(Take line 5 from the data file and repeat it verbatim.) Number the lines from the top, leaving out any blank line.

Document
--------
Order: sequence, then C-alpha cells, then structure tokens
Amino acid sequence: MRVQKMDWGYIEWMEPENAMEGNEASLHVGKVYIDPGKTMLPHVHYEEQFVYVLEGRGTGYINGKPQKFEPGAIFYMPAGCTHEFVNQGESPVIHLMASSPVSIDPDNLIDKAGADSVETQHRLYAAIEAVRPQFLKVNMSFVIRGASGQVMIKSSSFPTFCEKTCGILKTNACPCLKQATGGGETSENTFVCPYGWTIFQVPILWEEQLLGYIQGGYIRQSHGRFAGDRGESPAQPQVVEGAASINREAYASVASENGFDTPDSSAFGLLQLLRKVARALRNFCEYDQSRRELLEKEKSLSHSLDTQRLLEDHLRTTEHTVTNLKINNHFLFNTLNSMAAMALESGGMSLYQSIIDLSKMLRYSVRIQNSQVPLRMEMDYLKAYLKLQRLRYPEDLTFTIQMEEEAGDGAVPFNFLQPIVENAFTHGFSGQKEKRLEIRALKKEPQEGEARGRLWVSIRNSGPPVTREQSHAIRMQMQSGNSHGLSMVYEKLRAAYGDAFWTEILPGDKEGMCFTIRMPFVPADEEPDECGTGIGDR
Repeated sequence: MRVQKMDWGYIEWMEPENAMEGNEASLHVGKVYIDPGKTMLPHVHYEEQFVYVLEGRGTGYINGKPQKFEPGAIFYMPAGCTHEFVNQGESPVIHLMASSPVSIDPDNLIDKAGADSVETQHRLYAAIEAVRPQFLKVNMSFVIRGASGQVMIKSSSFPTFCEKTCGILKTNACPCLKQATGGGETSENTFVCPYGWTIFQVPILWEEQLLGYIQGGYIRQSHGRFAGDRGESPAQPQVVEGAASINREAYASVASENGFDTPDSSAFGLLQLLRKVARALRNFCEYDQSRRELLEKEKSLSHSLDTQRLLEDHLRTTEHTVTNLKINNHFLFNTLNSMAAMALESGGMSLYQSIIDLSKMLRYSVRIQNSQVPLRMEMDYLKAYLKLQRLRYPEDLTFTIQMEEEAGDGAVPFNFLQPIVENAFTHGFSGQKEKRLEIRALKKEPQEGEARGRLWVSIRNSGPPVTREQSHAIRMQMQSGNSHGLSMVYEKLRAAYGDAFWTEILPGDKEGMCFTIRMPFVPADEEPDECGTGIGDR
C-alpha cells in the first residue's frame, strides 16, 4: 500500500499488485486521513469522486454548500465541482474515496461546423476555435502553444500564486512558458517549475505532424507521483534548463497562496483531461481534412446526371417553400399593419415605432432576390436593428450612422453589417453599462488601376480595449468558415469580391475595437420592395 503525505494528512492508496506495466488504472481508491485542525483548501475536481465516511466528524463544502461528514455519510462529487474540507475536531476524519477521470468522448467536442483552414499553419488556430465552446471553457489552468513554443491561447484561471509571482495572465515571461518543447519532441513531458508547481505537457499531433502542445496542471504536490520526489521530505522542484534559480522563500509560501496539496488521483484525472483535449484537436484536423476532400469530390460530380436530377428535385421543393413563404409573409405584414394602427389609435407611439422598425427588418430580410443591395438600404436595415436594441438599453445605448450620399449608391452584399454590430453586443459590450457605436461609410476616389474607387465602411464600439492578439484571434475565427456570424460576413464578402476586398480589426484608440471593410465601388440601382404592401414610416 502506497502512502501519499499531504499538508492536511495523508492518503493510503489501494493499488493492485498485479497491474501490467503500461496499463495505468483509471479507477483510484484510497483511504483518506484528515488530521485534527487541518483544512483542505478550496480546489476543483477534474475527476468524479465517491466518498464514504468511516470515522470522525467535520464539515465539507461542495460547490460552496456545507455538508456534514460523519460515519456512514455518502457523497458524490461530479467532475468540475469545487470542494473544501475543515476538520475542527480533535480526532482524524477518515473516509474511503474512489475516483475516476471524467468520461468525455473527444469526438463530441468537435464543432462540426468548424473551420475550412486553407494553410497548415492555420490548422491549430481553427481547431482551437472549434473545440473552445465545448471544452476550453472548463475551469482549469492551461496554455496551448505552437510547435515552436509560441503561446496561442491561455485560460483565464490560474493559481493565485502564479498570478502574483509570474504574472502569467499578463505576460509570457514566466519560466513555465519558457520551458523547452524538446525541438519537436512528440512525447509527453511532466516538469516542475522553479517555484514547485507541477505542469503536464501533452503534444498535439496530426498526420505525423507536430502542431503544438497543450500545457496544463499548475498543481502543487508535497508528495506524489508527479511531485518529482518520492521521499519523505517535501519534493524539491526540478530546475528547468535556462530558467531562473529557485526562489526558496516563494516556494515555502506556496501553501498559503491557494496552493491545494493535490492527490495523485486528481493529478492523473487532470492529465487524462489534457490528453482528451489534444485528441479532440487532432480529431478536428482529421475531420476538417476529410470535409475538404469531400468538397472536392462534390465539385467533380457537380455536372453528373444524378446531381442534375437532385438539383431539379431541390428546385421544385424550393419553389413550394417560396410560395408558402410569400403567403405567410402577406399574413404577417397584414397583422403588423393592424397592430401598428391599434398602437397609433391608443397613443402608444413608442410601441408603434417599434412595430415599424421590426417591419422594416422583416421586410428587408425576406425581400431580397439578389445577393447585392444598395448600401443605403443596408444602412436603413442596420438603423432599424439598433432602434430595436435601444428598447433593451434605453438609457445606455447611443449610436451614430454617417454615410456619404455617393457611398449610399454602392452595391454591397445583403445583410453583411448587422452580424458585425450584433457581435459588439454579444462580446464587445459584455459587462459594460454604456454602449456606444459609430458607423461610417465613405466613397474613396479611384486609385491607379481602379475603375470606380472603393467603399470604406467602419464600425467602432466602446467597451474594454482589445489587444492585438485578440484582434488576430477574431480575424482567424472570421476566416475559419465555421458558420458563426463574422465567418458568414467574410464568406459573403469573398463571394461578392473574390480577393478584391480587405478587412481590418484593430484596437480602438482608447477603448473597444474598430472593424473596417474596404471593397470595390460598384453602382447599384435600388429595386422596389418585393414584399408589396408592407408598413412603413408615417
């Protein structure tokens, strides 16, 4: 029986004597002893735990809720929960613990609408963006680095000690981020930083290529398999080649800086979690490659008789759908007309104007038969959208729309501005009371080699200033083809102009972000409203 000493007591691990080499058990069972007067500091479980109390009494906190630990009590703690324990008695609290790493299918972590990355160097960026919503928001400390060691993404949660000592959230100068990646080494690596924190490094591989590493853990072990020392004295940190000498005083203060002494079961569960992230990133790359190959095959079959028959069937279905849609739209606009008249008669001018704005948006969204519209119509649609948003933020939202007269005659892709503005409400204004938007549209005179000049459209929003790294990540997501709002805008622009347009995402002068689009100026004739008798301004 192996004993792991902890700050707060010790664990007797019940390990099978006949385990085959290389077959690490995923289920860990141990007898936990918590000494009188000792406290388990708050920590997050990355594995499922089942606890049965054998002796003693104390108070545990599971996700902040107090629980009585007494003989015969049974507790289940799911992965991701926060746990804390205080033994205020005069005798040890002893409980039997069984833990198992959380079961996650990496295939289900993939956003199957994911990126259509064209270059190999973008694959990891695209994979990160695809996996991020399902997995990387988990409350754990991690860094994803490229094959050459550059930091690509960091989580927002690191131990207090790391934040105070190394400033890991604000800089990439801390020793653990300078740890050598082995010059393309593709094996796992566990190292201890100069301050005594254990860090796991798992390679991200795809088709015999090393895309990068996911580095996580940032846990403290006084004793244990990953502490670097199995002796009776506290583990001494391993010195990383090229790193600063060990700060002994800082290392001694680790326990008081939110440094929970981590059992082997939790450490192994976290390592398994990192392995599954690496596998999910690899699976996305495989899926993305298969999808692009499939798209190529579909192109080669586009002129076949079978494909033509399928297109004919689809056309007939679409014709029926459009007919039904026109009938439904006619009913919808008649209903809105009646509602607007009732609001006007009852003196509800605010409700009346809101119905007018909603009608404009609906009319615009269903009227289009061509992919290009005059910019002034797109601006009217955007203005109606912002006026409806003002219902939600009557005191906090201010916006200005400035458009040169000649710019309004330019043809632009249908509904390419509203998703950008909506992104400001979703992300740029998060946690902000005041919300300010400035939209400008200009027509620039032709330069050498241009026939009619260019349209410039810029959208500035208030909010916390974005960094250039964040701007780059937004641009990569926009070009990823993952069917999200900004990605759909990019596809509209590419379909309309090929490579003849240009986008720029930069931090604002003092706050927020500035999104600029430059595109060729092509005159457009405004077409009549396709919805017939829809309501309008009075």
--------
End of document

């Protein structure tokens, strides 16, 4: 029986004597002893735990809720929960613990609408963006680095000690981020930083290529398999080649800086979690490659008789759908007309104007038969959208729309501005009371080699200033083809102009972000409203 000493007591691990080499058990069972007067500091479980109390009494906190630990009590703690324990008695609290790493299918972590990355160097960026919503928001400390060691993404949660000592959230100068990646080494690596924190490094591989590493853990072990020392004295940190000498005083203060002494079961569960992230990133790359190959095959079959028959069937279905849609739209606009008249008669001018704005948006969204519209119509649609948003933020939202007269005659892709503005409400204004938007549209005179000049459209929003790294990540997501709002805008622009347009995402002068689009100026004739008798301004 192996004993792991902890700050707060010790664990007797019940390990099978006949385990085959290389077959690490995923289920860990141990007898936990918590000494009188000792406290388990708050920590997050990355594995499922089942606890049965054998002796003693104390108070545990599971996700902040107090629980009585007494003989015969049974507790289940799911992965991701926060746990804390205080033994205020005069005798040890002893409980039997069984833990198992959380079961996650990496295939289900993939956003199957994911990126259509064209270059190999973008694959990891695209994979990160695809996996991020399902997995990387988990409350754990991690860094994803490229094959050459550059930091690509960091989580927002690191131990207090790391934040105070190394400033890991604000800089990439801390020793653990300078740890050598082995010059393309593709094996796992566990190292201890100069301050005594254990860090796991798992390679991200795809088709015999090393895309990068996911580095996580940032846990403290006084004793244990990953502490670097199995002796009776506290583990001494391993010195990383090229790193600063060990700060002994800082290392001694680790326990008081939110440094929970981590059992082997939790450490192994976290390592398994990192392995599954690496596998999910690899699976996305495989899926993305298969999808692009499939798209190529579909192109080669586009002129076949079978494909033509399928297109004919689809056309007939679409014709029926459009007919039904026109009938439904006619009913919808008649209903809105009646509602607007009732609001006007009852003196509800605010409700009346809101119905007018909603009608404009609906009319615009269903009227289009061509992919290009005059910019002034797109601006009217955007203005109606912002006026409806003002219902939600009557005191906090201010916006200005400035458009040169000649710019309004330019043809632009249908509904390419509203998703950008909506992104400001979703992300740029998060946690902000005041919300300010400035939209400008200009027509620039032709330069050498241009026939009619260019349209410039810029959208500035208030909010916390974005960094250039964040701007780059937004641009990569926009070009990823993952069917999200900004990605759909990019596809509209590419379909309309090929490579003849240009986008720029930069931090604002003092706050927020500035999104600029430059595109060729092509005159457009405004077409009549396709919805017939829809309501309008009075």